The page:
You are well taken care of, and it is one of my favourite distilleries to visit. The shop stocks the full Tullibardine range and also includes distillery exclusive bottles, called the Distillery Editions which have been handpicked by staff members, that are well worth trying. If you are a member of their Custodians club you can sample some really exclusive whiskies in the luxurious Custodians bar, an experience in itself.
Blair Atholl Distillery
Blair Atholl distillery, owned by Diageo, is one of my favourite whiskies. Situated just as you drive into the southern end of Pitlochry, park the car in the distillery car park situated by the warehouses, walk across the Allt Dour burn who’s pure and clear water flows through the distillery grounds arising from the slopes of Ben Vrackie. It is claimed that the quality of this water contributes to Blair Atholl’s mellowness and smooth finish. You then enter the visitor reception/café area and walk through that to the distillery courtyard with the shop on your right.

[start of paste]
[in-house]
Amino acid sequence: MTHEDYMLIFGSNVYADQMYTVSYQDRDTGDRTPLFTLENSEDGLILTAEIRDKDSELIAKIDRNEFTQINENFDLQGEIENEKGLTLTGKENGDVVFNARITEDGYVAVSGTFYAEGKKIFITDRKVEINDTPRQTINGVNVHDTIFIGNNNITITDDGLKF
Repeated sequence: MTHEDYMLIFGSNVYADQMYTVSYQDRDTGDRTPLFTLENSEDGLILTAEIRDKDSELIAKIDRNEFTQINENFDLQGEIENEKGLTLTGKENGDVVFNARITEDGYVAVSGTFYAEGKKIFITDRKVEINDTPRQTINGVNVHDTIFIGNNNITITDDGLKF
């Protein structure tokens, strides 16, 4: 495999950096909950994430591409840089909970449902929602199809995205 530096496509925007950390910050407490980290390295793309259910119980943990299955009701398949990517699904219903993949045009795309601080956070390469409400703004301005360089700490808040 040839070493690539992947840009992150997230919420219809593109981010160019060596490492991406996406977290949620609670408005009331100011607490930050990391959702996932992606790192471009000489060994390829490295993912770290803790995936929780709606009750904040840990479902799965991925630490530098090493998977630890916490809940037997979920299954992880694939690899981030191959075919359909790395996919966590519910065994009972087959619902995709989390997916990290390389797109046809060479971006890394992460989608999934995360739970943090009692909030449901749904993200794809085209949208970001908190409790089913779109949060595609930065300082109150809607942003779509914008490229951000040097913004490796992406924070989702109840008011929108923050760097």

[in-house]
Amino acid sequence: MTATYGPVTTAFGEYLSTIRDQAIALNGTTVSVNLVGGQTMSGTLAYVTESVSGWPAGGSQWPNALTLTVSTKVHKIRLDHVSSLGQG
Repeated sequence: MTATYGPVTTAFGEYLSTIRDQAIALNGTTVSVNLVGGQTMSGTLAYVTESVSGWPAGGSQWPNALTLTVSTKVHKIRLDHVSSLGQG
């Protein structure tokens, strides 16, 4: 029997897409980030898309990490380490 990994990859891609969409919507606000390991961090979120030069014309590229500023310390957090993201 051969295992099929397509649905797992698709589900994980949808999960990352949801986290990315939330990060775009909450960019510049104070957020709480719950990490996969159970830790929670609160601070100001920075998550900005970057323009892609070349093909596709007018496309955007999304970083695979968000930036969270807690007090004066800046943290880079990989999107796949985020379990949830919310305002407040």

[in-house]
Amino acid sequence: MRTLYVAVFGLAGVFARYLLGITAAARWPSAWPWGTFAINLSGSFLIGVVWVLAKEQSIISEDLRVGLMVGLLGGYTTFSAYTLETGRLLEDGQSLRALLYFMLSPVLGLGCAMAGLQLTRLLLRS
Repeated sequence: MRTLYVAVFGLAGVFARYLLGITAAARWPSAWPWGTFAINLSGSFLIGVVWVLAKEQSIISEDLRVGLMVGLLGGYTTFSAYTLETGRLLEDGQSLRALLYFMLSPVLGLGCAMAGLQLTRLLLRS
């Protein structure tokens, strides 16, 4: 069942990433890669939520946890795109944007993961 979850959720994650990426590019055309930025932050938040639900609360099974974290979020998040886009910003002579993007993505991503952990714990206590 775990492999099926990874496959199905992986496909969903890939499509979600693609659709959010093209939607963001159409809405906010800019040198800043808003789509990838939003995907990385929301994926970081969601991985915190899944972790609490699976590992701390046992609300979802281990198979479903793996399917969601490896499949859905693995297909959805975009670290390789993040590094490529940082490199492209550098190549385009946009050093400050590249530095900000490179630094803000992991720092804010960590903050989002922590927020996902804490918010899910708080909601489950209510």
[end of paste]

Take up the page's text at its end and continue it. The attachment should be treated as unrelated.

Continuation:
The distillery was built in 1798 and had a chequered start until it was acquired by Arthur Bell & Sons Ltd in 1833. It was extended in 1973 with a visitor centre added in 1987. A lot of the spirit produced is used in Bell’s blend. As such, official bottlings are limited to a 12 year old Flora and Fauna, and a 23 year from 2017 released under Diageo’s Special Releases. However, the shop stocks a good range of Diageo releases along with a couple of distillery only releases (that can only be bought from the distillery):
- A Non Age Statement (NAS) released in 2019 and a soon to be released second distillery exclusive later in 2023. This current distillery exclusive costs £90 and is a blend of refill, rejuvenated and American Oak ex-bourbon casks at 48% ABV. I can’t remember my tasting notes but it is good enough to warrant a trip to the distillery in itself.